Posts Tagged ‘technology’

Taking the byte out of dieting

July 12, 2011

Looking to watch what you eat, but hate keeping track of your meals in a food diary or snapping photos of everything you eat?  Then an app created for the iPhone and iPad is probably a good fit for you.  It’s called 80 bites and what is does is help you keep tabs on how many bites of food you’re taking daily.

The app is based on the assumption that 80 bites is all you need to be satisfied and lose weight.  And since most of us can’t chew and count at the same time, this app keeps track of those bites with just a tap on the screen.

Now, I’ve never used the 80 bites program and I’m not sure how many calories that works out to a day, but keeping an eye on what you eat is a good way to make sure the scale stays down.

The 80 bites app is available for $1 at


Running Outdoors for Dummies

April 12, 2011


If you’re like me, then you like to plan out your runs before you start them.  I hate just running with no set course.  I need to know where I’m going and how many miles I’ll log while doing it.

Lucky for me, there is no shortage of websites that offer to map my run for me.

If you’re always running the same courses, these maps aren’t all that useful, but they’re great if you find yourself in a new place (a relative’s house, on vacation) and want to keep up your running routine.

I’ve tried the popular and appropriately named, but the amount of clutter on the site makes my head reel.  I prefer the more streamlined look and fewer pop-up ads of  Like Map My Run, Running Map uses the Google Map interface to allow to plot your course.  Just click along the route you’d like to take and it adds up the mileage for you.  There’s no need to sign up for an account, but if you do, the site will save your routes for you for easy access.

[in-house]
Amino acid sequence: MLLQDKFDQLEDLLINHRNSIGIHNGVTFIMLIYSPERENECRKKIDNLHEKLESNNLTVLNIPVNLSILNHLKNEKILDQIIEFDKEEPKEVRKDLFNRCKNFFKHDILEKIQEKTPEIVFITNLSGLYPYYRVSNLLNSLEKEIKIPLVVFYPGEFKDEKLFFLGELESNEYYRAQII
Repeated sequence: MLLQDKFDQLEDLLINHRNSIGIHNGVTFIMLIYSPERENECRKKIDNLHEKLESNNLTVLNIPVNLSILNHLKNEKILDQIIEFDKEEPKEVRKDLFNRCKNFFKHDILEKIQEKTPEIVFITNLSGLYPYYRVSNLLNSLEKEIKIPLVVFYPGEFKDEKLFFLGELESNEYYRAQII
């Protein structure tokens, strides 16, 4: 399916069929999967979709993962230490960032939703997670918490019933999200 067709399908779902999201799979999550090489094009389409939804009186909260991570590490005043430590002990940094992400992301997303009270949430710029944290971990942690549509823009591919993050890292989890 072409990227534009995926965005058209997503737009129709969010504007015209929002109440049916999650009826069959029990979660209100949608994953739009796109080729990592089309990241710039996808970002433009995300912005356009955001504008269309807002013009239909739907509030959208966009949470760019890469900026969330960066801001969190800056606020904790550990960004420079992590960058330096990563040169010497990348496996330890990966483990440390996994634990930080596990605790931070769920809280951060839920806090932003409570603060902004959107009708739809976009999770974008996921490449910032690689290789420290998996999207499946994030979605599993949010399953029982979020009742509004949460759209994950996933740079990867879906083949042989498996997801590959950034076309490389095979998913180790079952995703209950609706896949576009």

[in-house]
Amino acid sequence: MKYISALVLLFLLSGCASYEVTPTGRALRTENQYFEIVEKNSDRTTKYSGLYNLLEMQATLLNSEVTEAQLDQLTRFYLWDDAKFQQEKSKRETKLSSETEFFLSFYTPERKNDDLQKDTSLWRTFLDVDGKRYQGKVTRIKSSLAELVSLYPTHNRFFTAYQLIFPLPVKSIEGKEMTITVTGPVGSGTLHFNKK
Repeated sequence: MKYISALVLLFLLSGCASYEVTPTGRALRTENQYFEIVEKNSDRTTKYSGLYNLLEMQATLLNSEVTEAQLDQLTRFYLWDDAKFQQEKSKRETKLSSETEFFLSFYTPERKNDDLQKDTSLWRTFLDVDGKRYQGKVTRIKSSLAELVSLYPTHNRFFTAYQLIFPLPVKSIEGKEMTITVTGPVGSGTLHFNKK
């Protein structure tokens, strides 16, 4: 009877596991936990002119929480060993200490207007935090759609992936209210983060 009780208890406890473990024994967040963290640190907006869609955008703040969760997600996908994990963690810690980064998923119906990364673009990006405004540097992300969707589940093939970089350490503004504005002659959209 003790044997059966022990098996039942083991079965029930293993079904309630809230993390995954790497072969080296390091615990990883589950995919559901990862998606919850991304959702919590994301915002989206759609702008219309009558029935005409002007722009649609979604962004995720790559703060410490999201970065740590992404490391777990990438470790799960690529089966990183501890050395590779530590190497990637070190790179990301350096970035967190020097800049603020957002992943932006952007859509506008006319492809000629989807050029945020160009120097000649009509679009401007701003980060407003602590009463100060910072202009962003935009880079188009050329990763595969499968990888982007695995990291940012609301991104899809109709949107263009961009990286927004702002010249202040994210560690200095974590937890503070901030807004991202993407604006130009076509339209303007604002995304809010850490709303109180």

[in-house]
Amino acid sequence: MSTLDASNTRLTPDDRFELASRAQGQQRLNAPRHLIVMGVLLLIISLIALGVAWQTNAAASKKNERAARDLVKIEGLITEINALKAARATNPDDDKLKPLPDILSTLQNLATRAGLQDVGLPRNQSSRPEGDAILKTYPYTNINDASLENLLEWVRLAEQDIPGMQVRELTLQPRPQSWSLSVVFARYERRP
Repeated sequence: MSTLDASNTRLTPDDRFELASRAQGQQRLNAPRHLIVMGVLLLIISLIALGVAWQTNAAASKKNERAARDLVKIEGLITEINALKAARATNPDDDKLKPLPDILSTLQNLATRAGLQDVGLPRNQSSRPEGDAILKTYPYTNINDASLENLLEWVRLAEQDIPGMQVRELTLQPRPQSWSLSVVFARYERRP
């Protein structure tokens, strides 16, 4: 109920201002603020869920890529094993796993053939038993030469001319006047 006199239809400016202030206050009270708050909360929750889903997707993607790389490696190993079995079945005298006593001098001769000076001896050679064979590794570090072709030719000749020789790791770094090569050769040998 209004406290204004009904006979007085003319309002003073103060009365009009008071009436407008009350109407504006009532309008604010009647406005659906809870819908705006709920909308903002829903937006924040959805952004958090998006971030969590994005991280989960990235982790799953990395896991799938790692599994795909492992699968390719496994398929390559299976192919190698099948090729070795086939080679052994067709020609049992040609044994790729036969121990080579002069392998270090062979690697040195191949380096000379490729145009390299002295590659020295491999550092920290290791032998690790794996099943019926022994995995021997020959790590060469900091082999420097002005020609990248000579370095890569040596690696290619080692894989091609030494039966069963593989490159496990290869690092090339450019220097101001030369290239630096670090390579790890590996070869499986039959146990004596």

Now wasn’t that easy?

An app-solutely easy way to lose weight

February 16, 2011

A year or so ago I blogged about the mind-boggling number of diet and fitness apps available to smart phone users. 

At the time, I didn’t have a smart phone of my own and had to rely on the experiences and recommendations of others, but not anymore.

Since getting my new iPhone last week, I’ve spent a lot of time trolling through both the free and paid healthcare and fitness apps.  Here’s what I’ve discovered.

Name something you want to keep track of and there’s an app for it.  Whether we’re talking calories, exercise, heart rate, sleep, your period, your pregnancy or the number of push ups you can do…there are apps available to help you monitor all of it.  There tends to be multiple versions of each so all you have to do is pick the one that appeals to you, your goals, and your wallet the best.